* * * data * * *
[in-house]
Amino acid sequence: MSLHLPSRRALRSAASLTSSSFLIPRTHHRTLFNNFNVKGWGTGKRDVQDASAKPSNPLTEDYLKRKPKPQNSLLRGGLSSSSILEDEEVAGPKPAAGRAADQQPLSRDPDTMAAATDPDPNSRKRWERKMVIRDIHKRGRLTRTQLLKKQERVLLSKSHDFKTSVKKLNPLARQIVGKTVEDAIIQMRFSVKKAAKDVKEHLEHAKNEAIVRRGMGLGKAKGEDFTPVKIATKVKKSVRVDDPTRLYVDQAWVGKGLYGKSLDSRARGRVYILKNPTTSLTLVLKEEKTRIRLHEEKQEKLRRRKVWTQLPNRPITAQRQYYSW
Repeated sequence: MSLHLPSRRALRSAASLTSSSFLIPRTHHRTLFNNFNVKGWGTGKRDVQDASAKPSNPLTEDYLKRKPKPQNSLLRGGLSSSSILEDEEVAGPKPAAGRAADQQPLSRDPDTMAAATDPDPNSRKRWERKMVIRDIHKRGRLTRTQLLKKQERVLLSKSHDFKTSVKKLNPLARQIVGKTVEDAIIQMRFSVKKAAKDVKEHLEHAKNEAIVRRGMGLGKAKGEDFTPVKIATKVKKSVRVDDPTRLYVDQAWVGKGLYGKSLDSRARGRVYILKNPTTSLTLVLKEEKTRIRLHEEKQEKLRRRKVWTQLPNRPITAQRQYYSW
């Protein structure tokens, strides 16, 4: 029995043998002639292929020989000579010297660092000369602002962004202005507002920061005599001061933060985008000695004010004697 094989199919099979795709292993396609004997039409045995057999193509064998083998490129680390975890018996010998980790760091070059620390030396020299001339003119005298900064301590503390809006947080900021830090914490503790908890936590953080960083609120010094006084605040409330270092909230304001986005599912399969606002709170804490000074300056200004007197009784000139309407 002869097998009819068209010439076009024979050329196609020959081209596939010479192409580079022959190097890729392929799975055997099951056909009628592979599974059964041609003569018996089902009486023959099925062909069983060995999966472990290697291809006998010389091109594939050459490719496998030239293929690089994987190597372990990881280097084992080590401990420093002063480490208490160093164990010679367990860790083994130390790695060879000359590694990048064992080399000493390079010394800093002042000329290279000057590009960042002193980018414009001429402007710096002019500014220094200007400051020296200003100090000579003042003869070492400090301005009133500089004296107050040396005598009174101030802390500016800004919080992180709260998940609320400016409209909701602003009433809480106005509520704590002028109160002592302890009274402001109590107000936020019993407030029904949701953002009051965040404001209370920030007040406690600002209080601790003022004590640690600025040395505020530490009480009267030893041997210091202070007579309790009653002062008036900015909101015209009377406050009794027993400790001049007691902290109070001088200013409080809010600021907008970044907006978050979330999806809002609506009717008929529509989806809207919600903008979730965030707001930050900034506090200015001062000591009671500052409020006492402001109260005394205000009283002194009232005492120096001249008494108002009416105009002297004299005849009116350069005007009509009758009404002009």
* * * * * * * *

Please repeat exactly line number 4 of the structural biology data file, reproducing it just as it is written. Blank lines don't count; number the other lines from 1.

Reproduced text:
């Protein structure tokens, strides 16, 4: 029995043998002639292929020989000579010297660092000369602002962004202005507002920061005599001061933060985008000695004010004697 094989199919099979795709292993396609004997039409045995057999193509064998083998490129680390975890018996010998980790760091070059620390030396020299001339003119005298900064301590503390809006947080900021830090914490503790908890936590953080960083609120010094006084605040409330270092909230304001986005599912399969606002709170804490000074300056200004007197009784000139309407 002869097998009819068209010439076009024979050329196609020959081209596939010479192409580079022959190097890729392929799975055997099951056909009628592979599974059964041609003569018996089902009486023959099925062909069983060995999966472990290697291809006998010389091109594939050459490719496998030239293929690089994987190597372990990881280097084992080590401990420093002063480490208490160093164990010679367990860790083994130390790695060879000359590694990048064992080399000493390079010394800093002042000329290279000057590009960042002193980018414009001429402007710096002019500014220094200007400051020296200003100090000579003042003869070492400090301005009133500089004296107050040396005598009174101030802390500016800004919080992180709260998940609320400016409209909701602003009433809480106005509520704590002028109160002592302890009274402001109590107000936020019993407030029904949701953002009051965040404001209370920030007040406690600002209080601790003022004590640690600025040395505020530490009480009267030893041997210091202070007579309790009653002062008036900015909101015209009377406050009794027993400790001049007691902290109070001088200013409080809010600021907008970044907006978050979330999806809002609506009717008929529509989806809207919600903008979730965030707001930050900034506090200015001062000591009671500052409020006492402001109260005394205000009283002194009232005492120096001249008494108002009416105009002297004299005849009116350069005007009509009758009404002009």